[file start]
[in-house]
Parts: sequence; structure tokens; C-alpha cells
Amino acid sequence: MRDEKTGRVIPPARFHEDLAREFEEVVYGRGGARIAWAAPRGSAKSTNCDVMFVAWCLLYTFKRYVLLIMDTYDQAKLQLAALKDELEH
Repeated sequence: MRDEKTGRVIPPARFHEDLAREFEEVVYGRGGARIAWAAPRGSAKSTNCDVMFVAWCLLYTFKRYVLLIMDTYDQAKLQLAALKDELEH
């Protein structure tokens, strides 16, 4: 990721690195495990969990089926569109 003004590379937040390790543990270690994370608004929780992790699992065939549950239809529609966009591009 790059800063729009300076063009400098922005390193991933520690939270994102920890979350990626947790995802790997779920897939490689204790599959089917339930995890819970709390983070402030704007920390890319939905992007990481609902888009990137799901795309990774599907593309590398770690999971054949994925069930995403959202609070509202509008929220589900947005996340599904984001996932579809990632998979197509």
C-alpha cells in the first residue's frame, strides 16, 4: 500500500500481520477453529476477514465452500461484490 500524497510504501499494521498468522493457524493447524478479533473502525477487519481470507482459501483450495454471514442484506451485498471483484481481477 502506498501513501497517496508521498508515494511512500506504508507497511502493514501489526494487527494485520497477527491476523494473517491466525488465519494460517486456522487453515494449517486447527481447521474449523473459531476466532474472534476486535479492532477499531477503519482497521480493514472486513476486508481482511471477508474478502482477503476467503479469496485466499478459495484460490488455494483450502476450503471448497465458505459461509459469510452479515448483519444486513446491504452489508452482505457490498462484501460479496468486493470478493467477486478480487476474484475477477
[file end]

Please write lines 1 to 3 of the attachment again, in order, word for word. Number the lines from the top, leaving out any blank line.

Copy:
[in-house]
Parts: sequence; structure tokens; C-alpha cells
Amino acid sequence: MRDEKTGRVIPPARFHEDLAREFEEVVYGRGGARIAWAAPRGSAKSTNCDVMFVAWCLLYTFKRYVLLIMDTYDQAKLQLAALKDELEH